By going to the hometown of his wife Amy (Susan George), Sumner thinks he’s made the right choice but a series of small incidents would come into play as the men he’s hired to build his garage and do things around his home would be troubling as one of them is Amy’s former boyfriend Charlie Venner (Del Henney). While Sumner would gain a few friends in a former officer and a mentally-handicapped villager in Henry Niles (David Warner). His encounters with some of the locals that include the local drunkard Tom Hedden (Peter Vaughan) is suspicious about Sumner because he’s an outsider. The Sumner character is also someone that isn’t keen on being confrontational while he does get frustrated with what is happening around him as he and Amy start to bicker. Even as things start to happen towards the course of the story where it is clear Amy is hiding something from him that eventually leads to this home invasion led by Venner and Hedden over an incident that doesn‘t relate to the Sumners.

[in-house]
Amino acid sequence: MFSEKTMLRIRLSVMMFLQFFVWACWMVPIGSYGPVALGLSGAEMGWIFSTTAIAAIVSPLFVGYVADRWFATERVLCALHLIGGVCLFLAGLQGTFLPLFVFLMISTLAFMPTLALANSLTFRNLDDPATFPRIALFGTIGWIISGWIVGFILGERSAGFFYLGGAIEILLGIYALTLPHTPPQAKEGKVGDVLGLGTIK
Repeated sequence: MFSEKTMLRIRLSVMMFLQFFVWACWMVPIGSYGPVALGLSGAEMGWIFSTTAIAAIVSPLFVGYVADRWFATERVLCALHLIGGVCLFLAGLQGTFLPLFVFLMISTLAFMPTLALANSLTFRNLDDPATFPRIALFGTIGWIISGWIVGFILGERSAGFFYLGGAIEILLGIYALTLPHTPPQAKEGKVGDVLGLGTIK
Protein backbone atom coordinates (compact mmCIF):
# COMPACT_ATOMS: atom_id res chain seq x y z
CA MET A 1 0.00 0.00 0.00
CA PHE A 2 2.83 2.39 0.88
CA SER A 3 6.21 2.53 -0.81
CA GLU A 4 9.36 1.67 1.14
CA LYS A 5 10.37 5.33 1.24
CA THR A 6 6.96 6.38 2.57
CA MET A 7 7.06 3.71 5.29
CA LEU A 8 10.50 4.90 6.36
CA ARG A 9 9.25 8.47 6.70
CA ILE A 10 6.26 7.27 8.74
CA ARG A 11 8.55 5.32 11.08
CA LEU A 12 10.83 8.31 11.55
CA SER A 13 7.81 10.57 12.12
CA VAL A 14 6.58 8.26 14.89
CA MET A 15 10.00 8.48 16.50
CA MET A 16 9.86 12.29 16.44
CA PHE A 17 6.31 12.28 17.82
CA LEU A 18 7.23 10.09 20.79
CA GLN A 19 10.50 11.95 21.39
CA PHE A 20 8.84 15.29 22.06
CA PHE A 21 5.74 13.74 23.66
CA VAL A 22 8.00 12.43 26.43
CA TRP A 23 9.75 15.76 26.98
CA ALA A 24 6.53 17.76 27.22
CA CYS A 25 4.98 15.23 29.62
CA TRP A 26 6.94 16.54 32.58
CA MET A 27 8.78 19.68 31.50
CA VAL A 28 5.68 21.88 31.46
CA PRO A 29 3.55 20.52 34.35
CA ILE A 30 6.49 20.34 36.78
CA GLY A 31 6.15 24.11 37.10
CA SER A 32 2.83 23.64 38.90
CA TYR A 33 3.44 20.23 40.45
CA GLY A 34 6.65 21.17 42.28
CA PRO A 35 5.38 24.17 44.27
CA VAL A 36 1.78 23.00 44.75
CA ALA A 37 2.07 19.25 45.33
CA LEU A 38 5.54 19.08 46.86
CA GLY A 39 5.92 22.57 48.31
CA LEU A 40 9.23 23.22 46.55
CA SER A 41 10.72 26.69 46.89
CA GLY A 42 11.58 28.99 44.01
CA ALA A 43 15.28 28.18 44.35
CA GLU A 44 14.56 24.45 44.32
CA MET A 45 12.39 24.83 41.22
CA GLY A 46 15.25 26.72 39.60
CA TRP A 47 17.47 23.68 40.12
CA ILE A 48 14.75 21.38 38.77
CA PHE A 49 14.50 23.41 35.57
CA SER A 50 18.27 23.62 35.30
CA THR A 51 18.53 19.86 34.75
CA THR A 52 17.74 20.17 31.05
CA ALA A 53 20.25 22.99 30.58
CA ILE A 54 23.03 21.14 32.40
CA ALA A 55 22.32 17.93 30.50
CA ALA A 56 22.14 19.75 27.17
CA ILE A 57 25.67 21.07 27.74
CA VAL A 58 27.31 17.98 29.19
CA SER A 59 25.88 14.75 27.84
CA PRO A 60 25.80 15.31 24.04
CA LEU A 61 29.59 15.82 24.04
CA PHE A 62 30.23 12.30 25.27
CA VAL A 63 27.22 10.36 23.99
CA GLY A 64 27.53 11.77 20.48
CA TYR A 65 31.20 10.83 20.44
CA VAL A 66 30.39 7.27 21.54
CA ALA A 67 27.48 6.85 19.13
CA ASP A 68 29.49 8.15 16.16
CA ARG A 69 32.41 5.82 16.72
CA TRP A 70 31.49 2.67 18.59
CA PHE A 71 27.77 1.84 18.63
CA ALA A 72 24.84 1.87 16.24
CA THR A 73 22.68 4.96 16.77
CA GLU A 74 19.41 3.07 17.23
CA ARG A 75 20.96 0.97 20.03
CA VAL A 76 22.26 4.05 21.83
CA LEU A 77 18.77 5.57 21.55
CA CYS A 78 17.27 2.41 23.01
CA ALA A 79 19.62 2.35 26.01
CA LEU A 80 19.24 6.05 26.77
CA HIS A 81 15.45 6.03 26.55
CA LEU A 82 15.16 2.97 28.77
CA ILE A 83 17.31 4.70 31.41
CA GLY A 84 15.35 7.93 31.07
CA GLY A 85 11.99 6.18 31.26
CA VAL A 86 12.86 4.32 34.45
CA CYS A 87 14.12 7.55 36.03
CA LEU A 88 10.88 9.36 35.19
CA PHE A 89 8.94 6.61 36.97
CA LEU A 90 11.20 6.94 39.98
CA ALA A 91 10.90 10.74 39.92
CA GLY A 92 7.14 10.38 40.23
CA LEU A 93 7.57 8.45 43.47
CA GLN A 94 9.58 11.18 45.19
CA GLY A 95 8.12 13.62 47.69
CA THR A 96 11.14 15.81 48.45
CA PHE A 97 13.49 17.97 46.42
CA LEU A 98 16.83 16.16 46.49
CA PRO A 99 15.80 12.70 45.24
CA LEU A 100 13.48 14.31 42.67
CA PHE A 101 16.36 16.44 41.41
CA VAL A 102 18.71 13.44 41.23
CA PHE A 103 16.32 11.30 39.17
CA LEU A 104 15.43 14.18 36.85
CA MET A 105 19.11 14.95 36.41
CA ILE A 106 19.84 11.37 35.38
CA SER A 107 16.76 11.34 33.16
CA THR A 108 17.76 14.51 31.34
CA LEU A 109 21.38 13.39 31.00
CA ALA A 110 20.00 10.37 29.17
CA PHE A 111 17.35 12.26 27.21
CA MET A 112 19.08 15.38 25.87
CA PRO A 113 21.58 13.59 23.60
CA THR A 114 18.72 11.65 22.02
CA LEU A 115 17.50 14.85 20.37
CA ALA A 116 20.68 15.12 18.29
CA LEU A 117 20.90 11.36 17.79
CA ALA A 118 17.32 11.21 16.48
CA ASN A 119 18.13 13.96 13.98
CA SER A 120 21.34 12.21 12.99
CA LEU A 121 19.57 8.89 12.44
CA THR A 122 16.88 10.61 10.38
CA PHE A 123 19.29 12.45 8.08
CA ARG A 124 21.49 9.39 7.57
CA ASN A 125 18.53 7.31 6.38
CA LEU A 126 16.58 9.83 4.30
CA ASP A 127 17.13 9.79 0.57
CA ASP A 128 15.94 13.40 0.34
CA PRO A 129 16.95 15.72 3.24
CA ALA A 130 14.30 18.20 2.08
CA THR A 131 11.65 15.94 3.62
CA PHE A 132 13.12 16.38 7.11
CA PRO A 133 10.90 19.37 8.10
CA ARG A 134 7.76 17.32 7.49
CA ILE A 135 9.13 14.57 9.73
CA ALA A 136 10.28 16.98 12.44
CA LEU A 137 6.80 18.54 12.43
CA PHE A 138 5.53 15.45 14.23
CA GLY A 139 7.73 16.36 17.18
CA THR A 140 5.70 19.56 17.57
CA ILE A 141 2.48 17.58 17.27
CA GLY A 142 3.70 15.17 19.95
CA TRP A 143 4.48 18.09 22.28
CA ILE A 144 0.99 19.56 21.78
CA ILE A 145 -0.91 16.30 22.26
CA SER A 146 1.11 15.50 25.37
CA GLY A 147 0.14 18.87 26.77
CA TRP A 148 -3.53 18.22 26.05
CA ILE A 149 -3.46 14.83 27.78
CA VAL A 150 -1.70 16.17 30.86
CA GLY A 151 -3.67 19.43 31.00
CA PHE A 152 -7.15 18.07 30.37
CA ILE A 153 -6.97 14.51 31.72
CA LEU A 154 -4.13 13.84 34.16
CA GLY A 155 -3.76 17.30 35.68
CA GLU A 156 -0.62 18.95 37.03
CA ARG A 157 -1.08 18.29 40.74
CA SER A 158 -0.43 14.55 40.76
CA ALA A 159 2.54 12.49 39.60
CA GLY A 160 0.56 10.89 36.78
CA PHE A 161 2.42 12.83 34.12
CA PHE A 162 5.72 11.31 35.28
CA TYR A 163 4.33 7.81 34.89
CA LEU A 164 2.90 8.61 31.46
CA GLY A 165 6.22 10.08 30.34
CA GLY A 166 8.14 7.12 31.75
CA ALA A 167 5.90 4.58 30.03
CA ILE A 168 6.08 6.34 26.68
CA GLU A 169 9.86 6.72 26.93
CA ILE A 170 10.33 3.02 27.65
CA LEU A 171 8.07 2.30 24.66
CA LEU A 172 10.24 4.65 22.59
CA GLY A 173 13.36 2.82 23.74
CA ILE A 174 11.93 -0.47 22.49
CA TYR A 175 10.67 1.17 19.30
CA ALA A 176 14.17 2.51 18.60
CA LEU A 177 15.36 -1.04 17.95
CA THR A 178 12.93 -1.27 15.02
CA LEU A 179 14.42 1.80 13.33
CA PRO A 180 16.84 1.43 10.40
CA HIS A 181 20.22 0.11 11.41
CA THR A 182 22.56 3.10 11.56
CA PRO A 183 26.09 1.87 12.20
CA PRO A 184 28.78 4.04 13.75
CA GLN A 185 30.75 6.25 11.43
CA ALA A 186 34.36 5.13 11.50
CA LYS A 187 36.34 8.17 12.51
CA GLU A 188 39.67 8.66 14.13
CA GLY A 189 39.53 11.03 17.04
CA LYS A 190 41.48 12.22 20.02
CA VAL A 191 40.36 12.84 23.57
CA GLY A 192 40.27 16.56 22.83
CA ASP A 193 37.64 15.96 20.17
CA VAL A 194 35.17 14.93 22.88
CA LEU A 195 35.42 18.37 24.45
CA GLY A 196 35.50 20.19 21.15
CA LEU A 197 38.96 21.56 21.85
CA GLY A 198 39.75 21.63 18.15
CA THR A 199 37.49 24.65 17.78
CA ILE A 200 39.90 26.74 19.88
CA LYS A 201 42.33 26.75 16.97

Peckinpah’s direction is restrained at first for the most part though it does have shots of blatant sexuality as it relates to Amy’s beauty and the fact that she often never wears a bra. Peckinpah makes no qualms in how he would present women as sexual beings even though he doesn’t see Amy as just that but a full-fledge character who is just attractive and manages to get men to look at her. Still, Peckinpah is more about that sense of this outsider arriving into a world that he has very little clue about where he uses some wide and medium shots to play into that sense of disconnect as well as Sumner’s attempt to be part of it no matter how awkwardly he tries to socialize with the locals. Peckinpah’s approach to the drama is very simple while he also would play into the suspense as it relates to a series of small events that would shake up the Sumners. One notable sequence in the film’s second act that involves an encounter between Amy and Venner as well as a friend of Venner while Sumner is at the countryside for a hunt. It’s a moment that marks a major plot-point for the film where a lot has changed as the tone of the film would get darker.